This property has so many different forms and permutations that I never know what to expect, so it’s certainly possible we might see something else – either adapted or original – someday. But my expectations were pretty low for this, as the first three eps of “Kira” weren’t among the better examples of what the show can be. That said, they had been trending upwards (from a truly hideous start) so there was always room for hope. And the finale of the OVA series was far better than the three releases that preceded it, and far more heartfelt as well.
Any episode of Higurashi can only be helped by an overdose of Hanyuu (read, Hochan) and she’s certainly in the forefront here. Along with her comes a four year-old version of Rika, who’s traveled foreword in time as a result of entering a powerful shrine the Furude Clan has hidden deep in the mountains outside Hinamizawa. The meat of the plot surrounds Hanyuu and the older Rika’s efforts to find the shrine and return the toddler home, but mostly it’s an excuse for idling in the hills surrounding the town and for Hanyuu to rhapsodize about how much she loves Rika.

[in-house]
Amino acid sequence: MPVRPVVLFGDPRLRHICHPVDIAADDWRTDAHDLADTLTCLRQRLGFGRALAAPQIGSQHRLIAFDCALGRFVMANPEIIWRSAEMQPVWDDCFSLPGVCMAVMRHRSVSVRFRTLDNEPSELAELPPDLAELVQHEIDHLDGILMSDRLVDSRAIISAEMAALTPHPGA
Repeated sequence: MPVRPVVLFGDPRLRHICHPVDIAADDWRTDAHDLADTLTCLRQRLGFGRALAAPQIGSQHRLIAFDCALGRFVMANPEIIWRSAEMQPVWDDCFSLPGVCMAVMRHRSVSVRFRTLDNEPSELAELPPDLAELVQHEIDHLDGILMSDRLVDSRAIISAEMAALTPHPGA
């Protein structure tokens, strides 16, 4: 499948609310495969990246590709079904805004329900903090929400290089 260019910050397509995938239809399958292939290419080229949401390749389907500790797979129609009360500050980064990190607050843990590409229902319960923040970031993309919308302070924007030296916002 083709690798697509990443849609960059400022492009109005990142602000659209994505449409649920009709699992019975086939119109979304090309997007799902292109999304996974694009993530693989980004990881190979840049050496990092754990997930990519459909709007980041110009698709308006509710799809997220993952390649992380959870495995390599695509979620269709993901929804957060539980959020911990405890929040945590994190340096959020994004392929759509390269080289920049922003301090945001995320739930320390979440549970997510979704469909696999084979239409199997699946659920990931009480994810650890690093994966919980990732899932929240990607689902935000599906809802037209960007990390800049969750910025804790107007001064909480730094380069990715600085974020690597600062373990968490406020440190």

I have to say this is some of the best looking DEEN yet. I’ve been lucky to spend a bit of time in village Japan, and this timeline’s Hinamizawa really captures it. The green of the trees, the canals, the water wheels, the idyllic wild shrines… If anything this peaceful version of the normally nightmarish locale reminds me of Shirakawa-go or Gokayama with its gassho-zukuri farmhouses. Higurashi has been many things but it’s rarely been peaceful and heartwarming, and if this is truly the anime finale that’s a nice memory to leave us with. Even little Rika’s decision to return back to her turbulent timeline was uplifting in its own way. Good job, DEEN – and that’s not something I get to say all that often.